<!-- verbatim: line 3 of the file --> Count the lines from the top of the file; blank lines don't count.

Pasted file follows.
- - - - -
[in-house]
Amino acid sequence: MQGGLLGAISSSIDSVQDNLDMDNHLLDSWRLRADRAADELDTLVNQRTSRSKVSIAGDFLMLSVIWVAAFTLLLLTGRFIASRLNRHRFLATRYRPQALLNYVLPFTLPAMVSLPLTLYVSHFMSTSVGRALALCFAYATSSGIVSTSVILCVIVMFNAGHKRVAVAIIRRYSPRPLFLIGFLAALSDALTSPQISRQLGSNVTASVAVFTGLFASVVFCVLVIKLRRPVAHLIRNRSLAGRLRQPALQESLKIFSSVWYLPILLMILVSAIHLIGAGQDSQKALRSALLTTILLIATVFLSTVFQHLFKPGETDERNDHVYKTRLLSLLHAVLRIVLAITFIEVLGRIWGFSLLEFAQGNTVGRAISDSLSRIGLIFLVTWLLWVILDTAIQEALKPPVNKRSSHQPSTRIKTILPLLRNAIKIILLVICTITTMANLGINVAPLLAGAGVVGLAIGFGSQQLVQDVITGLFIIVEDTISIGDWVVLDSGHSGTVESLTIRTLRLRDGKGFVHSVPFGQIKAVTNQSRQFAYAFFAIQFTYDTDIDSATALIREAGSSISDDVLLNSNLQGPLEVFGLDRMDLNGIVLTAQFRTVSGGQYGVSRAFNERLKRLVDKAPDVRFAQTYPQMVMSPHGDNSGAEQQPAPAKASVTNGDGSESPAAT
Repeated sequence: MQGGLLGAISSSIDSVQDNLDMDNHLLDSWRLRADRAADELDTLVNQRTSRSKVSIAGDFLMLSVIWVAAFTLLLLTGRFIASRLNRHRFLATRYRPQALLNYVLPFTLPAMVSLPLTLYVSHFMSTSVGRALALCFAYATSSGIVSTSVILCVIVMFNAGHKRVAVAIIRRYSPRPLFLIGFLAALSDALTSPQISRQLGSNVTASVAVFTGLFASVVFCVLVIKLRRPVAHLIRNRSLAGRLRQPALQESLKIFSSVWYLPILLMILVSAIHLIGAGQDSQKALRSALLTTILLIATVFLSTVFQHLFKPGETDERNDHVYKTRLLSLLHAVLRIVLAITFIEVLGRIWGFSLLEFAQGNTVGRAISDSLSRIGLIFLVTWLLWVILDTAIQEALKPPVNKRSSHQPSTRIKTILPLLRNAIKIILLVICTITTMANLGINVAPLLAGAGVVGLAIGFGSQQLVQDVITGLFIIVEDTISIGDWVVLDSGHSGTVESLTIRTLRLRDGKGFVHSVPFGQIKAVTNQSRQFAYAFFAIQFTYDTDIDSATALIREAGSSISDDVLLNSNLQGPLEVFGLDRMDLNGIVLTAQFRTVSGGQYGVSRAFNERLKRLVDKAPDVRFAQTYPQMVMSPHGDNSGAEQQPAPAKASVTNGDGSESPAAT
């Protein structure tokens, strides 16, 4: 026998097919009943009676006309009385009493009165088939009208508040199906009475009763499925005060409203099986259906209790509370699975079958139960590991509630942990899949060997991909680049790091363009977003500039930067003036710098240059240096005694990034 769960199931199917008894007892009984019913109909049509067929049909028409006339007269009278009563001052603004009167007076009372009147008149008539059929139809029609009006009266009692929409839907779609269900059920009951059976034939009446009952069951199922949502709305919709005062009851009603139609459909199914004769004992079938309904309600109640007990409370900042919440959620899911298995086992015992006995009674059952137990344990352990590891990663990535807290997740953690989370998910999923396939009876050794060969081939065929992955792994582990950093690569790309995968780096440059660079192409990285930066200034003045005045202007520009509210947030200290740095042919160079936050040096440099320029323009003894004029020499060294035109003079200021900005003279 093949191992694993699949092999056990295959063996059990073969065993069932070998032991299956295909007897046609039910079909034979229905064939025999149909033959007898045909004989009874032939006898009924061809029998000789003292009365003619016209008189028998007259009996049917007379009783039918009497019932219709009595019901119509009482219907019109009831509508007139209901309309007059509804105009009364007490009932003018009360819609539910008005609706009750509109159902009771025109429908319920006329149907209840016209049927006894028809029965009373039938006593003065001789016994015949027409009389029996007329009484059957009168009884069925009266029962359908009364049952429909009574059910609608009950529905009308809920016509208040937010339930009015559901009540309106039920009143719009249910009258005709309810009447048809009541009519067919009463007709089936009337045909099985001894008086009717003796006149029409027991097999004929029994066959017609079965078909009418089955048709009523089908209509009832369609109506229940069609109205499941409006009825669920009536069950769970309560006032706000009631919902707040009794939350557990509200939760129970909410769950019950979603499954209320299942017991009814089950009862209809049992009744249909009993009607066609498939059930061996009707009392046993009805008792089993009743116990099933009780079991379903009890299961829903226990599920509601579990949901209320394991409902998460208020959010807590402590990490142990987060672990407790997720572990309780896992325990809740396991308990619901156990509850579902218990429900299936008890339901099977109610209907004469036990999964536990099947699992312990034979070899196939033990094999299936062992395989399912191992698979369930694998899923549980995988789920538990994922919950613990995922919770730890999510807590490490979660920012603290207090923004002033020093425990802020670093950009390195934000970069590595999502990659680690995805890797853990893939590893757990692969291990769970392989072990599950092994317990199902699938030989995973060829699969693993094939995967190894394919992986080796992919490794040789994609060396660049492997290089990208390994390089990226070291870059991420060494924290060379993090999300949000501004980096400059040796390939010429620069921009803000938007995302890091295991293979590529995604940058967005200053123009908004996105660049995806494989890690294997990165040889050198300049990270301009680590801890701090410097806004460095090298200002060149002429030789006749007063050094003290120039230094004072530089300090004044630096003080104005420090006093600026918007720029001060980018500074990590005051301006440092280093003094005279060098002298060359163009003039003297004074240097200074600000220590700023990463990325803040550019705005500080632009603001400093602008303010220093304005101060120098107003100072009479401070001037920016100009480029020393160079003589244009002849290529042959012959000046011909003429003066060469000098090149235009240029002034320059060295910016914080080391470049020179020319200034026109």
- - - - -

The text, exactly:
Repeated sequence: MQGGLLGAISSSIDSVQDNLDMDNHLLDSWRLRADRAADELDTLVNQRTSRSKVSIAGDFLMLSVIWVAAFTLLLLTGRFIASRLNRHRFLATRYRPQALLNYVLPFTLPAMVSLPLTLYVSHFMSTSVGRALALCFAYATSSGIVSTSVILCVIVMFNAGHKRVAVAIIRRYSPRPLFLIGFLAALSDALTSPQISRQLGSNVTASVAVFTGLFASVVFCVLVIKLRRPVAHLIRNRSLAGRLRQPALQESLKIFSSVWYLPILLMILVSAIHLIGAGQDSQKALRSALLTTILLIATVFLSTVFQHLFKPGETDERNDHVYKTRLLSLLHAVLRIVLAITFIEVLGRIWGFSLLEFAQGNTVGRAISDSLSRIGLIFLVTWLLWVILDTAIQEALKPPVNKRSSHQPSTRIKTILPLLRNAIKIILLVICTITTMANLGINVAPLLAGAGVVGLAIGFGSQQLVQDVITGLFIIVEDTISIGDWVVLDSGHSGTVESLTIRTLRLRDGKGFVHSVPFGQIKAVTNQSRQFAYAFFAIQFTYDTDIDSATALIREAGSSISDDVLLNSNLQGPLEVFGLDRMDLNGIVLTAQFRTVSGGQYGVSRAFNERLKRLVDKAPDVRFAQTYPQMVMSPHGDNSGAEQQPAPAKASVTNGDGSESPAAT